Intel could bring sporting events to VR headsets with latest acquisition

Intel has acquired Replay Technologies and its 360-degree video rendering technology

Intel wants you to get a front-row view of sports events on TVs, video streams and even VR headsets with its acquisition of Replay Technologies, announced Wednesday.

Replay's FreeD technology is a rendering engine that brings a 360-degree view of sporting events to viewers. The technology allows viewers to see plays from several angles. 

FreeD involves captures sporting events using 28 4K cameras located around an arena. The videos are processed on Intel's servers.

Intel says it is entering the market of "immersive sports" with the Replay acquisition. The companies have collaborated on previous sporting events, showing basketball moves from multiple angles during the NBA All-Star game last month and replays of a field goal by the Baltimore Ravens.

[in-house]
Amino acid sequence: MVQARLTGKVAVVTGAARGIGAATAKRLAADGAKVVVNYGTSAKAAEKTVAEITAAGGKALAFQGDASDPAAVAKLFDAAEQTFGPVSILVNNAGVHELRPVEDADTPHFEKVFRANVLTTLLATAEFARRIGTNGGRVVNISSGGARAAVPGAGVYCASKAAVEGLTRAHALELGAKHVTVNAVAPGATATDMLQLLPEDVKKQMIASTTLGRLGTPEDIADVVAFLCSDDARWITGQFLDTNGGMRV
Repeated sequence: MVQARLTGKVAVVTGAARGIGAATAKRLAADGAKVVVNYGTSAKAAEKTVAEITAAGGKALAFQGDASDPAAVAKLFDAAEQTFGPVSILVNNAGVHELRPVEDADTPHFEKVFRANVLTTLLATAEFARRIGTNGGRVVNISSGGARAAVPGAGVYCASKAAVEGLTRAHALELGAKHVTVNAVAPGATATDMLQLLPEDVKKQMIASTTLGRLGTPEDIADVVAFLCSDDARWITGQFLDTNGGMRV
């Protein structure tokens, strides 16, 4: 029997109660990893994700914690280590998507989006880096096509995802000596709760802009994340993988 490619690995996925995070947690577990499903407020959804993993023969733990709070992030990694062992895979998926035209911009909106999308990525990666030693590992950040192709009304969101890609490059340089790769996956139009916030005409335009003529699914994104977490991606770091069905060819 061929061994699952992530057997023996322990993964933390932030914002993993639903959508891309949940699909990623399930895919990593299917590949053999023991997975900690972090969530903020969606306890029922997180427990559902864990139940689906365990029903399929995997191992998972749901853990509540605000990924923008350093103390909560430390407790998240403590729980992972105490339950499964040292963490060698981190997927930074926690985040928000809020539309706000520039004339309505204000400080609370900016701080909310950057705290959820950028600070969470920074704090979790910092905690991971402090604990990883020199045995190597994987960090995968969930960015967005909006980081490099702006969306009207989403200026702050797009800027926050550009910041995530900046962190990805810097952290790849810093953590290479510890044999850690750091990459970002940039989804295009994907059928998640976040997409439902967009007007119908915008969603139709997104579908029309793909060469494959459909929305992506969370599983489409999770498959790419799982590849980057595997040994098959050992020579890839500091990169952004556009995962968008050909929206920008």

It's a one-way experience for now, limited to replays with content providers deciding what angle to show viewers during a broadcast or video stream. The technology could evolve to be more interactive with users choosing their views.

Intel has been investing heavily in VR technology, and the company said the acquisition could extend into VR systems. An Intel spokeswoman also didn't rule out the possibility of the technology coming to virtual reality headsets.

"The crux of this transaction is data and the digitization of sports, but the experience could fall into the category of virtual reality," the spokeswoman said in an e-mail.

The company did not reveal further plans on how it will use Replay's technologies in the VR arena. Intel declined to comment on the amount it paid to buy Replay.

Replay's technology could play a role in capturing real-world content for use in VR and augmented reality worlds.

Intel already sells a 3D RealSense camera that can capture and transport real-world surroundings to augmented and virtual worlds. The 3D camera can go deep inside images to determine the size, shape and contours of objects. The real-world surroundings can be transformed into a 3D VR experience or background for games on VR headsets.

Intel is reportedly developing its own VR headset with the RealSense camera. At CES, Intel showed a smartphone with a RealSense camera that could be plugged into a VR headset from IonVR.

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Agam Shah

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